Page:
Unitarianism

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Unitarian Translators & Textual Critics

See Also nontrinitarianism


Unitarianism is historically a pseudo Christian theological movement named for the affirmation that God is one entity, in direct contrast to Trinitarianism, which correctly defines God as three persons in one being. Traditional Unitarians maintain that Jesus of Nazareth is in some sense the "son" of God (as all humans are children of the Creator), but that he is not the one God himself. They may believe that he was inspired by God in his moral teachings and can thus be considered a savior, but all Unitarians perceive Christ as human rather than a Deity. Unitarians in previous centuries accepted the doctrine of punishment in an eternal hell, but few do today.

The Unitarian movement was not called "Unitarian" initially. It began almost simultaneously in the Polish-Lithuanian Commonwealth and in Transylvania in the mid-16th century. Among the adherents were a significant number of Italians. In England, the first Unitarian Church was established in 1774 on Essex Street, London, where today's British Unitarian headquarters are still located. Since the theology was also perceived as deist, it began to attract many people from wealthy and educated backgrounds, although it was only at the late second half of the 18th century that it started to gain some wider traction within Christendom. In the United States, it spread first in New England, and the first official acceptance of the Unitarian faith on the part of a congregation in America was by King's Chapel in Boston, from where James Freeman began teaching Unitarian doctrine in 1784, and was appointed rector and revised the prayer book according to Unitarian doctrines in 1786. In J. Gordon Melton's Encyclopedia of American Religions, it is classified among "the 'liberal' family of churches".

Terminology

"Unitarianism" is a proper noun and follows the same English usage as other theologies that have developed within a religious movement (Calvinism, Anabaptism, Adventism, Wesleyanism, Lutheranism, etc.). The term existed shortly before it became the name of a religious movement, and thus occasionally it is used as a common noun that would describe any understanding of Jesus Christ that denies the Trinity or which believes that God is only one person. In that case it would be a nontrinitarian belief system not necessarily associated with the Unitarian religious movement. For example, the Unitarian movement has never accepted the Godhood of Jesus, and therefore does not include those nontrinitarian belief systems that do—such as Oneness Pentecostalism, United Pentecostal Church International and the True Jesus Church and the writings of Michael Servetus (whom John Calvin had Burned), and which maintain that Jesus is God as a single person. Although these groups are unitarians in the common sense, they are not in the proper sense. To avoid confusion, this article is about Unitarianism as a religious movement (proper noun). For the generic form of unitarianism (the Christology), see Nontrinitarianism. Recently some religious groups have adopted the 19th-century term "biblical unitarianism" to distinguish their theology from Unitarianism. These likewise have no direct relation to the Unitarian movement.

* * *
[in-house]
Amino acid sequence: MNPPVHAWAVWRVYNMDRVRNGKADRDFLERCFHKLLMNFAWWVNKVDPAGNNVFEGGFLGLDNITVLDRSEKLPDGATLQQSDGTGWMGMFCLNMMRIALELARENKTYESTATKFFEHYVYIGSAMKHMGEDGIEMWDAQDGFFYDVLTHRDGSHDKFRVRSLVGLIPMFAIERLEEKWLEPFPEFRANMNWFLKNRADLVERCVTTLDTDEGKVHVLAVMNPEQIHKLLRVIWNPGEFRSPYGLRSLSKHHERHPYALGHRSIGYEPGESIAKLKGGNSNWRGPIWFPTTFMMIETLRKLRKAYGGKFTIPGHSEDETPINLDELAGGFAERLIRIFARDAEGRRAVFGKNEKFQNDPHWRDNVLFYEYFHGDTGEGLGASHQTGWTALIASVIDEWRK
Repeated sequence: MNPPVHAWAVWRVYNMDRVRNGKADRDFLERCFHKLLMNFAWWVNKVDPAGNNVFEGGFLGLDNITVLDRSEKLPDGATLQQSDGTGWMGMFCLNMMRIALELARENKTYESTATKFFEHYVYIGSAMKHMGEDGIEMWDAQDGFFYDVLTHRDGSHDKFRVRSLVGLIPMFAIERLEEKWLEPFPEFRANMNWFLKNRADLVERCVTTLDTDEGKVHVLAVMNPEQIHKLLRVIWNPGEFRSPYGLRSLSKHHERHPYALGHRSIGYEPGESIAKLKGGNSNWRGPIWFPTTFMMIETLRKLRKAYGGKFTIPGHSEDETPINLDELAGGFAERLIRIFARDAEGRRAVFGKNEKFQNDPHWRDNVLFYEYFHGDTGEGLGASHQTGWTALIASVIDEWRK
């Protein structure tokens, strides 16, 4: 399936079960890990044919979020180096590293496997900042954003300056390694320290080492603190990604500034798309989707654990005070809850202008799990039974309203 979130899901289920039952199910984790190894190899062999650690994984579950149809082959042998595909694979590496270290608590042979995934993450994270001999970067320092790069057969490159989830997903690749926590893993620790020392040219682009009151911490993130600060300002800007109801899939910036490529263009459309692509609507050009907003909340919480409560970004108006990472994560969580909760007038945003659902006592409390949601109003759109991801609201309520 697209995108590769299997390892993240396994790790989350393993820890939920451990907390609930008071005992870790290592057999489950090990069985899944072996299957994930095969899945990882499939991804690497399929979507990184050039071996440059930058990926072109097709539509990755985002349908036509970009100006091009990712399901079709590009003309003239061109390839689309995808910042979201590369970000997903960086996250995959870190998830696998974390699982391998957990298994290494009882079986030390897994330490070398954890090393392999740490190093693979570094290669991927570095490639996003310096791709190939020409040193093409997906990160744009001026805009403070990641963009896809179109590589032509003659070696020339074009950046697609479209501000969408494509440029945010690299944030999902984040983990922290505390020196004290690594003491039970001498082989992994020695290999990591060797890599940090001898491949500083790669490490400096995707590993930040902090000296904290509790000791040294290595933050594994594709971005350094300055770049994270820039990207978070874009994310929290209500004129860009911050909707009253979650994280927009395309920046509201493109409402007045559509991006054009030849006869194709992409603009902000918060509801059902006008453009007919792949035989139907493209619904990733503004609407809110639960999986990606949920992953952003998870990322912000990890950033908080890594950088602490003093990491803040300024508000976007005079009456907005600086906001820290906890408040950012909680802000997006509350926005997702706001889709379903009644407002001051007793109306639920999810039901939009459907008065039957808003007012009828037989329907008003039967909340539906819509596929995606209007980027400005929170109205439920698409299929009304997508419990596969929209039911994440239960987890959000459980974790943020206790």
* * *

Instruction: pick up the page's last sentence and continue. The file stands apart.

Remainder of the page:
The term Unitarian is sometimes applied today to those who belong to a Unitarian church but who do not hold a Unitarian theological belief. In the past, the vast majority of members of Unitarian churches were Unitarians also in theology. Over time, however, some Unitarians and Unitarian Universalists moved away from the traditional Christian roots of Unitarianism. For example, in the 1890s the American Unitarian Association began to allow non-Christian and non-theistic churches and individuals to be part of their fellowship. As a result, people who held no Unitarian belief began to be called "Unitarians" because they were members of churches that belonged to the American Unitarian Association. After several decades, the non-theistic members outnumbered the theological Unitarians. A similar, though proportionally much smaller, phenomenon has taken place in the Unitarian churches in the United Kingdom, Canada, and other countries, which remain more theistically based. Unitarian theology, therefore, is distinguishable from the belief system of modern Unitarian and Unitarian Universalist churches and fellowships. This article includes information about Unitarianism as a theology and about the development of theologically Unitarian churches. For a more specific discussion of Unitarianism as it evolved into a pluralistic liberal religious movement, see Unitarian Universalism (and its national groups the Unitarian Universalist Association in the United States, the Canadian Unitarian Council in Canada, the General Assembly of Unitarian and Free Christian Churches in the United Kingdom, and the International Council of Unitarians and Universalists).

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